armchair with inexpensive white canvas, and then paired it with a more expensive silk throw pillow. She also took extra time
to paint the insides of her bookshelves darker than the walls to provide a contrasting backdrop for her creamware collection.
"Our house was built in the 1920s, so it's filled with character," homeowner Caroline Willis says. She added a fresh coat
of paint in soft, neutral tones and other inexpensive details to update the cottage while staying within budget.
"I had a West Elm moment," Jill says of the oh-so-cool crepe myrtle coffee table in her living room. Found curbside, Jill took the knotty tree
home to begin its transformation. Branches, cut evenly, support a glass top. For stability, screws in a 20-by-20-inch steel
plate custom ordered from the local hardware store anchor the stump. Total cost: $35.
Instances like these abound throughout Jill’s home as testament to her frugal savviness. Be sure to get them all to inspire your own home.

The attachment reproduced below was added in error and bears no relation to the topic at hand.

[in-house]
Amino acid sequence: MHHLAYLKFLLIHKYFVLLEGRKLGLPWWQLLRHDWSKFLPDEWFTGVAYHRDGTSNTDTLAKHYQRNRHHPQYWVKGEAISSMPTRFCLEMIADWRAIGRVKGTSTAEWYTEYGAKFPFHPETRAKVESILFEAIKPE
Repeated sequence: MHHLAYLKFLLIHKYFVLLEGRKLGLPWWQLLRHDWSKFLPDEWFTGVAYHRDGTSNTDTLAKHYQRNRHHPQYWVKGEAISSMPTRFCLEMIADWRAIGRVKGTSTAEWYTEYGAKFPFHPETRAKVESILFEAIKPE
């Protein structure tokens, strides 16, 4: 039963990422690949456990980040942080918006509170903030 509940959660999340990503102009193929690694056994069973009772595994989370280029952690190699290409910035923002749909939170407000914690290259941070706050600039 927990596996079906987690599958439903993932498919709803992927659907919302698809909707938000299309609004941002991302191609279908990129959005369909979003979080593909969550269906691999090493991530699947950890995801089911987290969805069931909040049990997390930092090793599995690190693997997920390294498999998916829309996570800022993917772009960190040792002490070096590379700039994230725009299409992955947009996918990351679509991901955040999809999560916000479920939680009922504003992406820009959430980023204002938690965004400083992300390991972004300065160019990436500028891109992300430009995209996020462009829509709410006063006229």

When Jill Gardner’s 1940s Greek Revival home was way past needing an update, she pulled out her piggy bank and pushed up her
sleeves. With a lot of creativity, character-building manual labor, and frugal sensibilities, Jill created a bright, lively
home that suits her family of five. Take a look at her budget-friendly decorating ideas, and be inspired.
You don't have to complete a decorating overhaul to give your home a fresh, updated look. For a new look today, try one of
our low-cost tips (some are free).
Give a random collection of art pieces museum-worthy treatment. A hodgepodge of materials and colors makes it look inventive
and authentic, as if you had collected each piece over time. We’ll show you how to make your collection look this great in
just three easy steps.
Look around the house for things that share a common element. Maybe you have a plethora of white pitchers or silver picture
frames. Group them together on a tabletop for an instant collection. Remember that odd numbers of items often look better